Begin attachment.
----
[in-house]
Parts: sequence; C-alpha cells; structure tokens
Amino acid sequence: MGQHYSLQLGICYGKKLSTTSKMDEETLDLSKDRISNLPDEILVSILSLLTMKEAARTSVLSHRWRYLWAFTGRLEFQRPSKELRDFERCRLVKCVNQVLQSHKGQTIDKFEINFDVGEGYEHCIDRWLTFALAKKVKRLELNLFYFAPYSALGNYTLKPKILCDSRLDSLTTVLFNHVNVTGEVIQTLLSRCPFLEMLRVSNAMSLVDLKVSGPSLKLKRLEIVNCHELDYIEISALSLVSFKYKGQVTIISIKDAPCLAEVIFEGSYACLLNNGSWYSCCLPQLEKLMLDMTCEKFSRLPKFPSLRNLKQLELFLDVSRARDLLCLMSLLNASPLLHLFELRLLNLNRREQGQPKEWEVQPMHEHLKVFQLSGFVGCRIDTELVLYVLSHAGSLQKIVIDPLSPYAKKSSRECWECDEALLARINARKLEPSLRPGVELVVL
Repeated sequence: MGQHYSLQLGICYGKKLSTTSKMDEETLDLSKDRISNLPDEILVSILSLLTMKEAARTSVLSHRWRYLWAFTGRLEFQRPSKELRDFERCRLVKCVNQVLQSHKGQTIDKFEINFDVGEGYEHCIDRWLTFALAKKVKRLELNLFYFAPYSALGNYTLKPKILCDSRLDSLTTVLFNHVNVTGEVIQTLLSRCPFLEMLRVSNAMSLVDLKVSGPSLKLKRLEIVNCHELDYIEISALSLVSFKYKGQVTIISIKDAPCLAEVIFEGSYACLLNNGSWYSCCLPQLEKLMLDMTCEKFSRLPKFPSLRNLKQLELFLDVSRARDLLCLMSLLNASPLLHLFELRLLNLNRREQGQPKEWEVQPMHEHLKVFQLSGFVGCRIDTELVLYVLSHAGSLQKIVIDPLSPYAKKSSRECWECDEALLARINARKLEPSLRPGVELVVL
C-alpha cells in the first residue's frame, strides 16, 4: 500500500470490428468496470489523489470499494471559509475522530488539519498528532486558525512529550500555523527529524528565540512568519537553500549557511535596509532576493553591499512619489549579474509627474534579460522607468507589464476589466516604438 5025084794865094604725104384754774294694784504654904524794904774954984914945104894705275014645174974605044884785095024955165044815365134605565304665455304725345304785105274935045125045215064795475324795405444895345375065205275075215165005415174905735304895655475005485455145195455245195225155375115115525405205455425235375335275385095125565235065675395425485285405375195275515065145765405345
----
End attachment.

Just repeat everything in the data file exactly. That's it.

[in-house]
Parts: sequence; C-alpha cells; structure tokens
Amino acid sequence: MGQHYSLQLGICYGKKLSTTSKMDEETLDLSKDRISNLPDEILVSILSLLTMKEAARTSVLSHRWRYLWAFTGRLEFQRPSKELRDFERCRLVKCVNQVLQSHKGQTIDKFEINFDVGEGYEHCIDRWLTFALAKKVKRLELNLFYFAPYSALGNYTLKPKILCDSRLDSLTTVLFNHVNVTGEVIQTLLSRCPFLEMLRVSNAMSLVDLKVSGPSLKLKRLEIVNCHELDYIEISALSLVSFKYKGQVTIISIKDAPCLAEVIFEGSYACLLNNGSWYSCCLPQLEKLMLDMTCEKFSRLPKFPSLRNLKQLELFLDVSRARDLLCLMSLLNASPLLHLFELRLLNLNRREQGQPKEWEVQPMHEHLKVFQLSGFVGCRIDTELVLYVLSHAGSLQKIVIDPLSPYAKKSSRECWECDEALLARINARKLEPSLRPGVELVVL
Repeated sequence: MGQHYSLQLGICYGKKLSTTSKMDEETLDLSKDRISNLPDEILVSILSLLTMKEAARTSVLSHRWRYLWAFTGRLEFQRPSKELRDFERCRLVKCVNQVLQSHKGQTIDKFEINFDVGEGYEHCIDRWLTFALAKKVKRLELNLFYFAPYSALGNYTLKPKILCDSRLDSLTTVLFNHVNVTGEVIQTLLSRCPFLEMLRVSNAMSLVDLKVSGPSLKLKRLEIVNCHELDYIEISALSLVSFKYKGQVTIISIKDAPCLAEVIFEGSYACLLNNGSWYSCCLPQLEKLMLDMTCEKFSRLPKFPSLRNLKQLELFLDVSRARDLLCLMSLLNASPLLHLFELRLLNLNRREQGQPKEWEVQPMHEHLKVFQLSGFVGCRIDTELVLYVLSHAGSLQKIVIDPLSPYAKKSSRECWECDEALLARINARKLEPSLRPGVELVVL
C-alpha cells in the first residue's frame, strides 16, 4: 500500500470490428468496470489523489470499494471559509475522530488539519498528532486558525512529550500555523527529524528565540512568519537553500549557511535596509532576493553591499512619489549579474509627474534579460522607468507589464476589466516604438 5025084794865094604725104384754774294694784504654904524794904774954984914945104894705275014645174974605044884785095024955165044815365134605565304665455304725345304785105274935045125045215064795475324795405444895345375065205275075215165005415174905735304895655475005485455145195455245195225155375115115525405205455425235375335275385095125565235065675395425485285405375195275515065145765405345